The government on Wednesday said Turkey’s latest illegal Navtex for seismic survey in parts of offshore blocks 5 and 6, was not conducive to creating the positive climate necessary to restart negotiations.
The new Navtex for seismic survey until February 16 by the Barbaros was issued late on Tuesday, just a few hours after President Nicos Anastasiades had a first, informal meeting with the new Turkish Cypriot leader, Ersin Tatar.
The two leaders said they were ready and willing to participate in an informal five-party summit under UN auspices to discuss the way forward as regards the Cyprus problem. They had a difference of opinion, however, as to the solution model with Anastasiades expressing his willingness for talks based on a bizonal, bicommunal federal solution and UN resolutions, while Tatar said new ideas ought to be put on the table such as a two-state solution.
Turkey’s latest Navtex and similar actions, the government said on Wednesday, “do not contribute to the creation of a positive climate that should exist for a creative dialogue to resolve the Cyprus problem”.
The Turkish Navtex reserves part of the maritime area which has been legally demarcated between the Republic of Cyprus (RoC) and Egypt, with a bilateral EEZ boundary agreement in 2003, and concerns parts of Cyprus’ offshore blocks 5 and 6, the government said. It added that block 6 was legally licensed to European companies, Eni and Total.
The move was also condemned by the EU with European Commission and European External Action Service Spokesman Peter Stano saying Turkey’s latest Navtex announcements and the continued conduct of seismic survey activities affecting Greek and Cypriot maritime zones, were “deeply regrettable, especially in view of ongoing constructive attempts at all levels to create space for dialogue”.
Stano said this was “yet another course of action that, unfortunately, continues to create more tensions and distrust in the region instead of contributing to lasting solutions”.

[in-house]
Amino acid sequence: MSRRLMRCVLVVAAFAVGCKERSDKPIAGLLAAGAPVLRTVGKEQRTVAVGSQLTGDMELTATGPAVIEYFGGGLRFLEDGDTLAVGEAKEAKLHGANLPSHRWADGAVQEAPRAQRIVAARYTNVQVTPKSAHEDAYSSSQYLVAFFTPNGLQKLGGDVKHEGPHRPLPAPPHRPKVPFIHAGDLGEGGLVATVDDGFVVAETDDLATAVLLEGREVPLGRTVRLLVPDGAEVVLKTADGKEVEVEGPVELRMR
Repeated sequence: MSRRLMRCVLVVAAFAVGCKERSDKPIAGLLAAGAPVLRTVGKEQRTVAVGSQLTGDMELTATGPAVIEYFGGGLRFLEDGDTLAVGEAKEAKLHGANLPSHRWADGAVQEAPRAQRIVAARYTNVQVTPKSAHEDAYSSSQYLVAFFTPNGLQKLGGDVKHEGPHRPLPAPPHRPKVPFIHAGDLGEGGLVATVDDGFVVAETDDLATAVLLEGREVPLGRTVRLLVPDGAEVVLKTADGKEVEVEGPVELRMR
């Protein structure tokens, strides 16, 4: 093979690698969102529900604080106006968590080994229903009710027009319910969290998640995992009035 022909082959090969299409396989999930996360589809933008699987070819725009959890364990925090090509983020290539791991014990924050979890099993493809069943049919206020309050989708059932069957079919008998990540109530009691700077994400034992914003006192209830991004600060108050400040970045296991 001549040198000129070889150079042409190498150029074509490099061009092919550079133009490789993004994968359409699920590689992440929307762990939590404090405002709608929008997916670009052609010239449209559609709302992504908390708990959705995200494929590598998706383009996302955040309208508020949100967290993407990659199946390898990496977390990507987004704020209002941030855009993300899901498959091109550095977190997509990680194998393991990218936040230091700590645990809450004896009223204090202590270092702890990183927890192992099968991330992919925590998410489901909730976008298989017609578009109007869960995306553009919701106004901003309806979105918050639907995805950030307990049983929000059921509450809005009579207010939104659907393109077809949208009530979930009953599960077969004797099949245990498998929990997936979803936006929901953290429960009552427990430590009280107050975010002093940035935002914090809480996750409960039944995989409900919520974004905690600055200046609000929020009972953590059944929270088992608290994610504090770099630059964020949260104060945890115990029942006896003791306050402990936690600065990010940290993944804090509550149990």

The government also said that “with this completely provocative new action, Turkey continues to act as a serial violator of international law, stubbornly refusing to comply with repeated calls from the EU and the international community to stop its illegal actions and respect the RoC’s sovereign rights,” it said.
It added that this was also another sign of contempt for the EU recalling that after a thorough debate at leadership level, the European Council has taken a clear stance on the issue, urging Turkey, among other things, to refrain from unilateral actions that violate international law and the sovereign rights of EU member states. The EU leaders agreed to reassess Ankara’s conduct in December.
Earlier in the day, Cyprus issued its own Navtex calling on Barbaros to immediately cease its illegal actions within the country’s EEZ.
In its Navtex, the government said the Turkish one on seismic survey until February 16 by the Barbaros and its support vessels “is referring to illegal operation in the EEZ and the continental shelf of the Republic of Cyprus.”
“This action constitutes a violation of the international law and maritime safety procedures and it is also a criminal offence under the laws of the Republic of Cyprus,” the Navtex said.
Ankara sent on several occasions its seismic research vessel ‘Barbaros’ to Cyprus’ EEZ, following the Republic of Cyprus’ decision in 2011 to start exploratory offshore drilling.
Turkey claims part of Cyprus’ continental shelf while it maintains that hydrocarbon-related activities off the island aim at also safeguarding the Turkish Cypriots’ rights, accusing the Greek Cypriot side of trying to usurp them.
Turkish Defence Minister Hulusi Akar said this week that Turkey has always protected its rights and interests at sea and will continue to do so adding that it will not allow for the rights of the Turkish Cypriots to be ignored either.